As El Paso County goes, so goes the state. Or more precisely, says Hal Bidlack: If a left-leaning candidate doesn't lose too badly in El Paso County, he or she generally can win in Colorado.
"Usually if the Democratic candidate gets between 37 to 42 percent here, he wins statewide," says the El Paso County Democratic Party chairman. "Of course, that's in a two-way [race], where you assume the other guy got close to 60 [percent]. So to lead here mathematically would suggest a tremendous help towards a statewide victory."
The formula certainly proved true in 2006, when Bill Ritter lost in El Paso County 57 to 40 percent, and won the governorship by almost the same margin. President Barack Obama lost in the county 59-40 in 2008, but won the state 54-45.
So it certainly bodes well for Denver mayor John Hickenlooper to be leading the gubernatorial race in an Independent/Luce Research poll of El Paso County. With a margin of error of roughly 5 percent, Hickenlooper pulled the support of 30.2 percent of 202 likely voters. Tom Tancredo and Dan Maes took 23.3 and 22.8 percent respectively.
"If in the heart of the most Republican portion of the entire state, Hickenlooper leads," Bidlack says, "it shows that Hickenlooper's message is seen as a better message for the future than the other guys'."
That message certainly reverberates with a key section of voters. Of those describing themselves as "moderate," 40 percent supported the mayor; 39 percent were unsure; and neither Tancredo nor Maes picked up more than 8.2 percent.
In other poll questions asked last week, the topic of county Question 1A revealed that 42.8 percent of likely voters would choose not to ban medical marijuana centers in unincorporated El Paso County, 39.3 percent would, and 16.9 percent were unsure. The margin was greater (47-35 percent) when all 415 respondents were included, suggesting that 1A opponents could benefit from a good voter turnout.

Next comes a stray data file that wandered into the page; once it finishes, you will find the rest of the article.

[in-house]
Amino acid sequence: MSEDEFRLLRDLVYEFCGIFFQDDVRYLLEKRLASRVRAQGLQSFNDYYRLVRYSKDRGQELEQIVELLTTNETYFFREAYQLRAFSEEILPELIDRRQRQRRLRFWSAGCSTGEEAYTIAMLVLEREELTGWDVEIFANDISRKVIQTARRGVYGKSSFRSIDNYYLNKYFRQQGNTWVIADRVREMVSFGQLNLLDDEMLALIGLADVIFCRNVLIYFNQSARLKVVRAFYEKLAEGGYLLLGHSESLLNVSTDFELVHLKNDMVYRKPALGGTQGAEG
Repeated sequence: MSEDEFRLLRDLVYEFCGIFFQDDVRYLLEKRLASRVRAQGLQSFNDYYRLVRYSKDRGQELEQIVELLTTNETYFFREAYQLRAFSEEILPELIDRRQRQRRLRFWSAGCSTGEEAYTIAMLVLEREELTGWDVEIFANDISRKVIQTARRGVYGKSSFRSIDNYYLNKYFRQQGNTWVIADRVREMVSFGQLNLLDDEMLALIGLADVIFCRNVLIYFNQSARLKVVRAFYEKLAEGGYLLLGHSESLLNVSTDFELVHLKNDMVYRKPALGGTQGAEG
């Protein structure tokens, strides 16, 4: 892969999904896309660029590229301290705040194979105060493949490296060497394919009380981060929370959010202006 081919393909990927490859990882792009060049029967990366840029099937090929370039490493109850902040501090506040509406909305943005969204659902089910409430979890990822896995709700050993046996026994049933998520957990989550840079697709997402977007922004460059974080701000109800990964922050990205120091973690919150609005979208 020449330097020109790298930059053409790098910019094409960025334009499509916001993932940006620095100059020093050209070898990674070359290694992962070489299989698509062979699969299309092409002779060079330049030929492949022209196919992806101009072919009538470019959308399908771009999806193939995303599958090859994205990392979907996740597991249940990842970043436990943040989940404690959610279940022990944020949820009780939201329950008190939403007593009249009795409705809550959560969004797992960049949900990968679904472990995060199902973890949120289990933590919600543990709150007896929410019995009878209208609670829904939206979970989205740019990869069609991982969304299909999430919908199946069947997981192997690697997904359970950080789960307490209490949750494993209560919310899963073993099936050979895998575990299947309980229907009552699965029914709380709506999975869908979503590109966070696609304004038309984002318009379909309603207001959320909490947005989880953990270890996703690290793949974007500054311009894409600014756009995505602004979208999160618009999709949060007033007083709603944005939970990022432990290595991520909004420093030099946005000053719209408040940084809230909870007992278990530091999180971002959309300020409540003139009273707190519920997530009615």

"No matter what people think about medical marijuana specifically, I think people in El Paso County and Colorado Springs tend to be protective of people's rights," says City Councilor Sean Paige. "Whether their Second Amendment rights, their First Amendment rights, or their right to use and procure medical marijuana if they have a doctor's approval."
Steve Wind, leader of anti-MMJ group Let Us Vote COS, was unimpressed: "They didn't call me, OK?" he says, laughing. "As far as I'm concerned, that's a dead heat."
Lastly, Question 300 — the "strong mayor" proposal — drew considerable support from likely voters: 54.7 percent were in favor, 32.9 percent were opposed and 11.6 percent were unsure.
"I'm a little surprised, but not shocked. I think the proponents have put out an awful lot of information," says former city manager Lorne Kramer, who opposes the change. "I think some of it is misleading to the voters, but that aside, I think they've put an awful lot of money into this issue. And I think opposition has been pretty slight."
Kevin Walker, director of The Mayor Project, says the numbers are better than those of previous polls done by the campaign, but he's not celebrating yet.
"We're glad that people are getting our message," he says. "And we're excited for those results to continue on until Nov. 2."
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